Incidentally, Bitcoin Cash and Bitcoin SV underwent their own halvings in 2020 without significant changes to market value. Those trends should not be generalized to Bitcoin.
It is no longer practical to “solo mine” BTC. Instead, those looking to mine will need to join a pool. Pools share rewards across miners in exchange for a small fee. This allows miners to earn block rewards on a regular, consistent basis.
Bitcoin mining pools are known for being fairly centralized. Bitmain owns two of the largest pools: Antpool and BTC.com. Two other large pools, F2Pool and Poolin, are independently operated.
Generally, it is not necessary to compare pools too closely. Any pool that offers 1%-3% fees and minimum withdrawal amounts of 0.001-0.005 BTC ($10-$50) is reasonable. Most mining pools listed on the chart above are a good choice for most miners.
Each pool’s website will provide instructions on how to configure key mining software as well. Popular mining apps include CGMiner, BFGMiner, and EasyMiner. The Bitcoin Wiki provides a comparison of each application.
Mining pools should not be confused with cloud mining services, which demand payment upfront and mine on behalf of users who half no mining equipment. These services are not always reliable and usually produce losses for buyers.
Apart from Bitcoin, many coins rely on the SHA-256 hash function. This means that ASICs intended for BTC mining can be used to mine some forks of Bitcoin, such as Bitcoin Cash, as well as distantly related coins such as Digibyte and Peercoin.
Though BTC is generally among the most profitable SHA-256 coins, it may be more profitable to mine these altcoins at certain times:
Conversely, some Bitcoin forks do not use SHA-256 at all. Litecoin and Dogecoin use Scrypt, while Bitcoin Gold uses Equihash. Bitcoin ASICs cannot mine these coins efficiently.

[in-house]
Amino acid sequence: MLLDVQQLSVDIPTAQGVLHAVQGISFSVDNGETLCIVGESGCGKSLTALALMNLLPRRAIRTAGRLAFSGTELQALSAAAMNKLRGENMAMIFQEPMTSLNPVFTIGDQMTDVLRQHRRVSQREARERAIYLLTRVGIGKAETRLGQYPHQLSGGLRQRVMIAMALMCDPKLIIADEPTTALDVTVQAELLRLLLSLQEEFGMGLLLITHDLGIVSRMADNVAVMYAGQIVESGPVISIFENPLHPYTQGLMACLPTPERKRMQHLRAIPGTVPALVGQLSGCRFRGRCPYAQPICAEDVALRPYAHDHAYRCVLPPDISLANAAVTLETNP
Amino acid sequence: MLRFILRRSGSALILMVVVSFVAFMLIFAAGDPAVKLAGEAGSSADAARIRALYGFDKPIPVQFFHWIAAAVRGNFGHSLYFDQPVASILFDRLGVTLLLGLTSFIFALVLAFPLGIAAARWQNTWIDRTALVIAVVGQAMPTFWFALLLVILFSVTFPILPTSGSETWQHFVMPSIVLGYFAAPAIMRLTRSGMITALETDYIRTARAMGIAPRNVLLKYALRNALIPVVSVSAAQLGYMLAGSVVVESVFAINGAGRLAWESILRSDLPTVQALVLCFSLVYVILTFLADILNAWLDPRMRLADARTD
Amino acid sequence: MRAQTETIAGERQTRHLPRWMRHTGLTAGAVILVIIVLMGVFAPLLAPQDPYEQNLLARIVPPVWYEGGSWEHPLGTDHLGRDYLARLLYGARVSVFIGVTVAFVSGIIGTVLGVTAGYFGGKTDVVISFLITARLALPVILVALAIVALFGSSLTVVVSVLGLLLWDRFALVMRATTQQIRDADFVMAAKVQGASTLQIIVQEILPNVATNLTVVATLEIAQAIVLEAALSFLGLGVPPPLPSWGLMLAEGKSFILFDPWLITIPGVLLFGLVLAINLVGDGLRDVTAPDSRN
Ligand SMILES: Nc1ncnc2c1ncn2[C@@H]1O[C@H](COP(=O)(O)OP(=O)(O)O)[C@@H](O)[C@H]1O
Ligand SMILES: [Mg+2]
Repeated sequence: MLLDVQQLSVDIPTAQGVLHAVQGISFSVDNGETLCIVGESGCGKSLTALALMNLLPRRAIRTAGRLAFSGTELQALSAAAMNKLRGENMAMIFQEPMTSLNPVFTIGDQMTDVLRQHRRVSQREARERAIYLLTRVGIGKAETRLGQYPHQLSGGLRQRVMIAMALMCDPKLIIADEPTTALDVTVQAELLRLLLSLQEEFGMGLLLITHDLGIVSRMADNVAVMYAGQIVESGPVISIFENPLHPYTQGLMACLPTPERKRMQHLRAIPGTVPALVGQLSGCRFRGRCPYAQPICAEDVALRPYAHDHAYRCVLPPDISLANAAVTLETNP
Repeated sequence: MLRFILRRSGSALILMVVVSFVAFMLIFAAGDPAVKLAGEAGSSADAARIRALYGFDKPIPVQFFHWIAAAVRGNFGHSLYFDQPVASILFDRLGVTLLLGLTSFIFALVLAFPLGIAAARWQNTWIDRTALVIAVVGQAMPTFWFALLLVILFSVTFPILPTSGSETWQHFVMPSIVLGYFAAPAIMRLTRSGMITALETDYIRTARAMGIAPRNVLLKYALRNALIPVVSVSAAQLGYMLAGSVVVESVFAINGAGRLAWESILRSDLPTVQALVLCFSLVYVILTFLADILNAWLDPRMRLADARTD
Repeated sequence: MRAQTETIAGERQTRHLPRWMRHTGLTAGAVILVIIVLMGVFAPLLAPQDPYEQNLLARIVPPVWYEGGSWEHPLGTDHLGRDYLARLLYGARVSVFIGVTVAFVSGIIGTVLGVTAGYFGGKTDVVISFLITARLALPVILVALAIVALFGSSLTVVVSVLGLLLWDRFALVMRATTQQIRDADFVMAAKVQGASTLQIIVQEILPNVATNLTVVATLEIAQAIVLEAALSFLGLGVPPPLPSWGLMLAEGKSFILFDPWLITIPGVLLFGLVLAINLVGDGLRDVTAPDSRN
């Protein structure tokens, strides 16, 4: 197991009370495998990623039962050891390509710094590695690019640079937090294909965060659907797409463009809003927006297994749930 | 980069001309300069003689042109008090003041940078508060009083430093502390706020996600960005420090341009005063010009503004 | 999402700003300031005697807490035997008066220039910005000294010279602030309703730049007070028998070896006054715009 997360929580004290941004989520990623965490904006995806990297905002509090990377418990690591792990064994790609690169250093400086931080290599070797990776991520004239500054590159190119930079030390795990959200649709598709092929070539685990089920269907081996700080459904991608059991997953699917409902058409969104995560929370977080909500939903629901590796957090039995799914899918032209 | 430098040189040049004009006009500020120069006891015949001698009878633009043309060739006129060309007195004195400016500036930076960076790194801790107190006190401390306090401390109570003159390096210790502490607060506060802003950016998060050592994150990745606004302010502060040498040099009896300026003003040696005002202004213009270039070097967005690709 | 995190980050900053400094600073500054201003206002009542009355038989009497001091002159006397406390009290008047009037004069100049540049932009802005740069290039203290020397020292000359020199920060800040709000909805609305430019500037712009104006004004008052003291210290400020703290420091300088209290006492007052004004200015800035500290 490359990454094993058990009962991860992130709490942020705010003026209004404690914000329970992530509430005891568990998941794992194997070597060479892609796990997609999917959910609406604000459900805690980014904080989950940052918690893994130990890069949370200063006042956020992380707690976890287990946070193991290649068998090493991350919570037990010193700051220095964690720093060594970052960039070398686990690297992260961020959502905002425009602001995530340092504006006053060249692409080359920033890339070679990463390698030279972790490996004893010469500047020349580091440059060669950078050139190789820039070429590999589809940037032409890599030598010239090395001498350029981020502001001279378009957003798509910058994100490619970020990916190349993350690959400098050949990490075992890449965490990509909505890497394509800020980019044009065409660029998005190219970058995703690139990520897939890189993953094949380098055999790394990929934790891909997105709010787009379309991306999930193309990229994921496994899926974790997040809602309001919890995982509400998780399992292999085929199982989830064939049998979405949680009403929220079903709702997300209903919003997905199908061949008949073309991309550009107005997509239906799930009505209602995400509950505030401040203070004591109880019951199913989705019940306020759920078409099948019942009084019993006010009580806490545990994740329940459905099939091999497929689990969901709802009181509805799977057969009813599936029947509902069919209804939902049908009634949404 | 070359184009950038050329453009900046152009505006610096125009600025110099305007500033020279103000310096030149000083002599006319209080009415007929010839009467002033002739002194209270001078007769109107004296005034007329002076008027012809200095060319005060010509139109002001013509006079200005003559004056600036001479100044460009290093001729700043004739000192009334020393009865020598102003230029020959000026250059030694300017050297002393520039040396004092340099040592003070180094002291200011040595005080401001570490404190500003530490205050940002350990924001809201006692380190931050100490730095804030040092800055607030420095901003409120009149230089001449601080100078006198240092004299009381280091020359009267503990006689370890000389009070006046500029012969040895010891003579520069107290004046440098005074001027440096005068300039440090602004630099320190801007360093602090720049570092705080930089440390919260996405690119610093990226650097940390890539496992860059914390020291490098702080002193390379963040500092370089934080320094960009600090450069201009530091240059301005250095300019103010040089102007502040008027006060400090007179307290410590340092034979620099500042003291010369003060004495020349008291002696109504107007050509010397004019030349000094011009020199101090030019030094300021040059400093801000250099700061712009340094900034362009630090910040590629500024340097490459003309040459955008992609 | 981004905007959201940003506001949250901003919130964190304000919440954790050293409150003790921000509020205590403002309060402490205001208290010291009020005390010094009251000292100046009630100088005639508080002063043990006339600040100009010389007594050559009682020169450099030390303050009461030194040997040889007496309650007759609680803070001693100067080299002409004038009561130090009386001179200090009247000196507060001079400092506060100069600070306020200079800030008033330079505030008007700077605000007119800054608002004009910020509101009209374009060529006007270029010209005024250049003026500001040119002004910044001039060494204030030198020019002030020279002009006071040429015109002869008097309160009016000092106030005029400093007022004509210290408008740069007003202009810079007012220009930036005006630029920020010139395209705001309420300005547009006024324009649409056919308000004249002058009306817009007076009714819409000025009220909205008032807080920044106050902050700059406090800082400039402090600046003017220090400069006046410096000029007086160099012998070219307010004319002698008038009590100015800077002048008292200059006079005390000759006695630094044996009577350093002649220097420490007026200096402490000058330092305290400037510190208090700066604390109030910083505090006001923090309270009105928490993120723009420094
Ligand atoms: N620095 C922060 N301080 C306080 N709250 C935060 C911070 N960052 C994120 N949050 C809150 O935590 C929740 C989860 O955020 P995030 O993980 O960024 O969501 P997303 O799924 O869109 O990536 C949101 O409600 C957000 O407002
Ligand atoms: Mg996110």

Though this article focuses mainly on profitability, Bitcoin mining also provides an important part of Bitcoin’s security.
Because every mining node competes against one another, no single actor can perform a 51% attack. That is, an attacker cannot control a majority of Bitcoin’s hashrate, make fraudulent transactions (double-spend), or prevent transactions from being approved.
Though smaller blockchains have suffered brief 51% attacks, Bitcoin’s high hashrate means that a 51% attack would be very expensive. The cost of such an attack would run into the tens of millions. Furthermore, the attacker would need to directly control many ASICs—not just have the money to do so.
In theory, mining pools or cloud mining services could collude and exert control in this way. However, miners can move between services that they disagree with, so those services are unlikely to abuse their power and perform a 51% attack.
Though Bitcoin mining is highly competitive, it is a go-to option for many new miners. There are a few advantages:
- Bitcoin pioneered mining and leads the crypto market
- Major changes to Bitcoin’s mining protocol are unlikely
- Several Bitcoin forks can be mined with Bitcoin ASICs
- BTC profits are high compared to other SHA-256 coins
There are also some disadvantages:
- Bitcoin ASICs are expensive and become quickly obsolete
- There is little discussion around mining improvements
- Mining is very competitive and hashrates are high
- BTC profits are low compared to other coins in general
But, there is more to mining than profitability. It’s also a fun way to support and better understand the Bitcoin blockchain. In all, mining hobbyists may find themselves rewarded with more than just satoshis.
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Author: by Mike Dalton
Oil Crashes, Satoshi Speculations, and Earth Angel Scams: Bad Crypto News of the Week